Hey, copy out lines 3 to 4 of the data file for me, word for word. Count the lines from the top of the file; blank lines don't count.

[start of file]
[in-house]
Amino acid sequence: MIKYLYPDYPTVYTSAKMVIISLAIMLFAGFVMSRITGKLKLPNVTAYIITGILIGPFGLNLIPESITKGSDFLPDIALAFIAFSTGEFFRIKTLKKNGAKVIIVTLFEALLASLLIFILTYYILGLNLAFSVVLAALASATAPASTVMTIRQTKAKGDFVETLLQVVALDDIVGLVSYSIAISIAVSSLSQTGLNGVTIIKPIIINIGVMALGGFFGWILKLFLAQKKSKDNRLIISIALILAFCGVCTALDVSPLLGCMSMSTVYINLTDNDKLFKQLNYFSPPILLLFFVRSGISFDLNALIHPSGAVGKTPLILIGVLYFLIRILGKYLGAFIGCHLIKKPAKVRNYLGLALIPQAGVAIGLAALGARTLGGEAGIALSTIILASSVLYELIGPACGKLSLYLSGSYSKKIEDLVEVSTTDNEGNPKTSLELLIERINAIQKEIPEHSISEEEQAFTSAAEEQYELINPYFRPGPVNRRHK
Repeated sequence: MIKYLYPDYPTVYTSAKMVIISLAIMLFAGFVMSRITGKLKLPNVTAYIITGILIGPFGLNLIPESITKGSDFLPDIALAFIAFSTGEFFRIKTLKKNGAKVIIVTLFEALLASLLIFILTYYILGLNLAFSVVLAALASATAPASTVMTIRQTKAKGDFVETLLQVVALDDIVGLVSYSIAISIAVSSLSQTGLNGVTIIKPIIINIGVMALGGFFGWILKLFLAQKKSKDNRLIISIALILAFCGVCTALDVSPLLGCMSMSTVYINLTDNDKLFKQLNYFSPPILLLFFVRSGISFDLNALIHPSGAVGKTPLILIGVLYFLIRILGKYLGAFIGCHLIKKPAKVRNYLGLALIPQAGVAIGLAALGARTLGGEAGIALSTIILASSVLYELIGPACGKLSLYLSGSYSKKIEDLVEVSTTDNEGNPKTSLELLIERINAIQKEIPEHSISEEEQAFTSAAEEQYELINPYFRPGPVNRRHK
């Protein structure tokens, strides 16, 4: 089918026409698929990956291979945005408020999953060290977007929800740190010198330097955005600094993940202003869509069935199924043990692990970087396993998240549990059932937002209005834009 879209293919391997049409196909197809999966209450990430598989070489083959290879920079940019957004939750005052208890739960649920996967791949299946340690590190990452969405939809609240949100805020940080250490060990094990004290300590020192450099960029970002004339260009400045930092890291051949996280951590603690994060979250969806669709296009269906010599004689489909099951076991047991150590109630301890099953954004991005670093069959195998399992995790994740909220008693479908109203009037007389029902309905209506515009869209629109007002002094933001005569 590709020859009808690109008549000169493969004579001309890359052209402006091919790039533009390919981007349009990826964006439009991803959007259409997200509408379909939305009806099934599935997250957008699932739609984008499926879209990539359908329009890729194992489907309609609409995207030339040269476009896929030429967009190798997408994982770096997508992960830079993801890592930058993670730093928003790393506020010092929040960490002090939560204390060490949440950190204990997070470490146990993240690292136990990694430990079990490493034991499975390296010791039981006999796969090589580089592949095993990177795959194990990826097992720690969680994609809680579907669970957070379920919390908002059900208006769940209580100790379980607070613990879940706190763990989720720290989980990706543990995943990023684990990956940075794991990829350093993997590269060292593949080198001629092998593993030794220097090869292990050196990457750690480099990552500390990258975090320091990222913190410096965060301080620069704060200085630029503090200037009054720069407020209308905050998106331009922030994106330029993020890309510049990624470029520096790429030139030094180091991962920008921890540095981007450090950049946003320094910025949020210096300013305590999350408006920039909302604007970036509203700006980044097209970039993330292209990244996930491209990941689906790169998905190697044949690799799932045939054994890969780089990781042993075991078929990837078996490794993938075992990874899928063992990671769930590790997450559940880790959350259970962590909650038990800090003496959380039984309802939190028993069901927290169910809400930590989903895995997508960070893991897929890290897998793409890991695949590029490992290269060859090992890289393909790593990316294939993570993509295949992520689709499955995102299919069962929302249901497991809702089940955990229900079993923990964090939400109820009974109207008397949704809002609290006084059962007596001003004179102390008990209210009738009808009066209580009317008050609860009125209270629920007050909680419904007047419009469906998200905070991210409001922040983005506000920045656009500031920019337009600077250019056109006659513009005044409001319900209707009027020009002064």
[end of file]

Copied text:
Repeated sequence: MIKYLYPDYPTVYTSAKMVIISLAIMLFAGFVMSRITGKLKLPNVTAYIITGILIGPFGLNLIPESITKGSDFLPDIALAFIAFSTGEFFRIKTLKKNGAKVIIVTLFEALLASLLIFILTYYILGLNLAFSVVLAALASATAPASTVMTIRQTKAKGDFVETLLQVVALDDIVGLVSYSIAISIAVSSLSQTGLNGVTIIKPIIINIGVMALGGFFGWILKLFLAQKKSKDNRLIISIALILAFCGVCTALDVSPLLGCMSMSTVYINLTDNDKLFKQLNYFSPPILLLFFVRSGISFDLNALIHPSGAVGKTPLILIGVLYFLIRILGKYLGAFIGCHLIKKPAKVRNYLGLALIPQAGVAIGLAALGARTLGGEAGIALSTIILASSVLYELIGPACGKLSLYLSGSYSKKIEDLVEVSTTDNEGNPKTSLELLIERINAIQKEIPEHSISEEEQAFTSAAEEQYELINPYFRPGPVNRRHK
């Protein structure tokens, strides 16, 4: 089918026409698929990956291979945005408020999953060290977007929800740190010198330097955005600094993940202003869509069935199924043990692990970087396993998240549990059932937002209005834009 879209293919391997049409196909197809999966209450990430598989070489083959290879920079940019957004939750005052208890739960649920996967791949299946340690590190990452969405939809609240949100805020940080250490060990094990004290300590020192450099960029970002004339260009400045930092890291051949996280951590603690994060979250969806669709296009269906010599004689489909099951076991047991150590109630301890099953954004991005670093069959195998399992995790994740909220008693479908109203009037007389029902309905209506515009869209629109007002002094933001005569 590709020859009808690109008549000169493969004579001309890359052209402006091919790039533009390919981007349009990826964006439009991803959007259409997200509408379909939305009806099934599935997250957008699932739609984008499926879209990539359908329009890729194992489907309609609409995207030339040269476009896929030429967009190798997408994982770096997508992960830079993801890592930058993670730093928003790393506020010092929040960490002090939560204390060490949440950190204990997070470490146990993240690292136990990694430990079990490493034991499975390296010791039981006999796969090589580089592949095993990177795959194990990826097992720690969680994609809680579907669970957070379920919390908002059900208006769940209580100790379980607070613990879940706190763990989720720290989980990706543990995943990023684990990956940075794991990829350093993997590269060292593949080198001629092998593993030794220097090869292990050196990457750690480099990552500390990258975090320091990222913190410096965060301080620069704060200085630029503090200037009054720069407020209308905050998106331009922030994106330029993020890309510049990624470029520096790429030139030094180091991962920008921890540095981007450090950049946003320094910025949020210096300013305590999350408006920039909302604007970036509203700006980044097209970039993330292209990244996930491209990941689906790169998905190697044949690799799932045939054994890969780089990781042993075991078929990837078996490794993938075992990874899928063992990671769930590790997450559940880790959350259970962590909650038990800090003496959380039984309802939190028993069901927290169910809400930590989903895995997508960070893991897929890290897998793409890991695949590029490992290269060859090992890289393909790593990316294939993570993509295949992520689709499955995102299919069962929302249901497991809702089940955990229900079993923990964090939400109820009974109207008397949704809002609290006084059962007596001003004179102390008990209210009738009808009066209580009317008050609860009125209270629920007050909680419904007047419009469906998200905070991210409001922040983005506000920045656009500031920019337009600077250019056109006659513009005044409001319900209707009027020009002064």